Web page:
Online rumors undermine credibility of US social media

By Liu Jianxi Source:Global Times Published: 2017/5/22 23:58:41

US social media platforms are descending into a hotbed of rumor, a sad truth that has to be admitted. China's real estate tycoon Pan Shiyi claimed recently that he will file a lawsuit against rumormongers for slander spread on US social media. A certain rumormonger is still active in US public opinion, lying through his teeth and deliberately stirring up troubles against Chinese society, even after being listed on an Interpol Red Notice. 

Facebook, Twitter and other Western social media platforms are gradually becoming a tool for people with ulterior motives to spread rumors. Under the cloak of freedom of speech, they wantonly trample on justice and spread unwarranted charges against Chinese political and business figures.

Some rumors have not only tarnished victims' reputation, but also defamed Beijing, interfered in China's internal affairs and may upset the 19th Party Congress of China to be held this fall.

US social media platforms are unilaterally allowing the rumormonger wanted by the Chinese government to speak out. This is not freedom of speech, but is pandering to online rumors. Washington, on the one hand, claims itself as a state under the rule of law, but, on the other, provides platforms for criminals to spread rumors. It is slapping itself in the face and tarnishing the concept of "rule of law."

Recently, unverified reports on the alleged ties between the 2016 US presidential campaign and Russian operatives have been widely circulated on US social media platforms, dragging the White House into unprecedented chaos.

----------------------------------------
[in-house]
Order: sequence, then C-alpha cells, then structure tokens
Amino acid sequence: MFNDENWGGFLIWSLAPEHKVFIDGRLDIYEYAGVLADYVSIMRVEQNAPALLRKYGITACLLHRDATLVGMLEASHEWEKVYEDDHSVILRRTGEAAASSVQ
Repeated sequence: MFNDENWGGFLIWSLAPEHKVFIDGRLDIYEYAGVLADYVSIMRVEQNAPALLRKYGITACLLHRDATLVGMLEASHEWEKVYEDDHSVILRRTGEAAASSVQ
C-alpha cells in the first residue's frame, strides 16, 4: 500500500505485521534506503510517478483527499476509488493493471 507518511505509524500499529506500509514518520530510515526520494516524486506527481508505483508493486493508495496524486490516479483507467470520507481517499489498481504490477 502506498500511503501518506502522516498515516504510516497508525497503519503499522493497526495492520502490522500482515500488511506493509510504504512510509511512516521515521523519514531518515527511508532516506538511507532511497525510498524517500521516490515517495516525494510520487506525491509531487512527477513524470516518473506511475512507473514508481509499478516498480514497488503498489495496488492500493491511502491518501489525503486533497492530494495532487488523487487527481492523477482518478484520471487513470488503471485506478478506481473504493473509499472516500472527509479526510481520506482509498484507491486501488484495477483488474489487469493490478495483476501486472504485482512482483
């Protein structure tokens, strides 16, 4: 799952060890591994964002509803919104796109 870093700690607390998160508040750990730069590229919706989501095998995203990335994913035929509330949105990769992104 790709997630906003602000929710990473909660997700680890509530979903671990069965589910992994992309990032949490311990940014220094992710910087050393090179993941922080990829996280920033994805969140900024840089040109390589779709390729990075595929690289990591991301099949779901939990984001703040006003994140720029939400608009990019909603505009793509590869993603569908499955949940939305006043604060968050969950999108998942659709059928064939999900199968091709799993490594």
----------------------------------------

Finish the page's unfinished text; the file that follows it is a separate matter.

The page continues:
Former FBI director Robert Mueller was just appointed as special counsel to investigate the Russia factor in the 2016 presidential campaign. Accusations against US President Donald Trump have largely affected US politics. Lawmakers have started to demand Trump's removal from office, and there are even polls conducted to explore the public's view on impeachment. If the US disregards online rumors, the country will eventually reap the whirlwind.

Washington should learn from Beijing and put more efforts into punishing those who slander online. In China, those who spread rumors will face legal responsibilities. However, groundless allegations by a criminal wanted by the Chinese government have been circulated by US mainstream media. How would the US media react if someone in China made up and spread rumors of Trump colluding with Russia?

In response to the allegations, Pan urged victims to protect their justified rights and safeguard their esteem with legal weapons. In fact, not only should the victims stand up against unfair charges, but US media outlets should shoulder the responsibility and take action against rumors.

Posted in: OBSERVER

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